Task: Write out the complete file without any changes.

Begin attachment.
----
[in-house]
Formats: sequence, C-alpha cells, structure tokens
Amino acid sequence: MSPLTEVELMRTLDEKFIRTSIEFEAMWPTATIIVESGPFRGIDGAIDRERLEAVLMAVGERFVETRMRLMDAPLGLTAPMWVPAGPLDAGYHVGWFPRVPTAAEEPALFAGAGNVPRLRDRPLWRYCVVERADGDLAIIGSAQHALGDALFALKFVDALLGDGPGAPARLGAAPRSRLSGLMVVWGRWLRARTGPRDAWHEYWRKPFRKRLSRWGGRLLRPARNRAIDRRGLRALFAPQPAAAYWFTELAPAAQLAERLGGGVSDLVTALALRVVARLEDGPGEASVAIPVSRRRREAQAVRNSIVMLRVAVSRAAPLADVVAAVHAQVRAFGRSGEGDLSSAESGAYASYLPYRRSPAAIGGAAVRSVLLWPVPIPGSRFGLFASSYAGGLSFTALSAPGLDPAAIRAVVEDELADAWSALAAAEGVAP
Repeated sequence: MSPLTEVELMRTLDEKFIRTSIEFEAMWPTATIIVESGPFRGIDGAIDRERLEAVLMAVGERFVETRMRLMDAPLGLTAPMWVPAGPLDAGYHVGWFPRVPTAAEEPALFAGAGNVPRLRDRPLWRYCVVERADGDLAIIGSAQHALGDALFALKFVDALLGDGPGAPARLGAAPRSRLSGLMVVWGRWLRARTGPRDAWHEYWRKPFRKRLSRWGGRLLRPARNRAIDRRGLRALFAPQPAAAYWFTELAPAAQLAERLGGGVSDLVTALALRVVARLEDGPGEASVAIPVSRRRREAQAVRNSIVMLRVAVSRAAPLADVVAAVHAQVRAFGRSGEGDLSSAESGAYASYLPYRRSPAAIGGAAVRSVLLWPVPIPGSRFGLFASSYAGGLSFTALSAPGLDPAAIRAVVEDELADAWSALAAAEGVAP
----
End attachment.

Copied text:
[in-house]
Formats: sequence, C-alpha cells, structure tokens
Amino acid sequence: MSPLTEVELMRTLDEKFIRTSIEFEAMWPTATIIVESGPFRGIDGAIDRERLEAVLMAVGERFVETRMRLMDAPLGLTAPMWVPAGPLDAGYHVGWFPRVPTAAEEPALFAGAGNVPRLRDRPLWRYCVVERADGDLAIIGSAQHALGDALFALKFVDALLGDGPGAPARLGAAPRSRLSGLMVVWGRWLRARTGPRDAWHEYWRKPFRKRLSRWGGRLLRPARNRAIDRRGLRALFAPQPAAAYWFTELAPAAQLAERLGGGVSDLVTALALRVVARLEDGPGEASVAIPVSRRRREAQAVRNSIVMLRVAVSRAAPLADVVAAVHAQVRAFGRSGEGDLSSAESGAYASYLPYRRSPAAIGGAAVRSVLLWPVPIPGSRFGLFASSYAGGLSFTALSAPGLDPAAIRAVVEDELADAWSALAAAEGVAP
Repeated sequence: MSPLTEVELMRTLDEKFIRTSIEFEAMWPTATIIVESGPFRGIDGAIDRERLEAVLMAVGERFVETRMRLMDAPLGLTAPMWVPAGPLDAGYHVGWFPRVPTAAEEPALFAGAGNVPRLRDRPLWRYCVVERADGDLAIIGSAQHALGDALFALKFVDALLGDGPGAPARLGAAPRSRLSGLMVVWGRWLRARTGPRDAWHEYWRKPFRKRLSRWGGRLLRPARNRAIDRRGLRALFAPQPAAAYWFTELAPAAQLAERLGGGVSDLVTALALRVVARLEDGPGEASVAIPVSRRRREAQAVRNSIVMLRVAVSRAAPLADVVAAVHAQVRAFGRSGEGDLSSAESGAYASYLPYRRSPAAIGGAAVRSVLLWPVPIPGSRFGLFASSYAGGLSFTALSAPGLDPAAIRAVVEDELADAWSALAAAEGVAP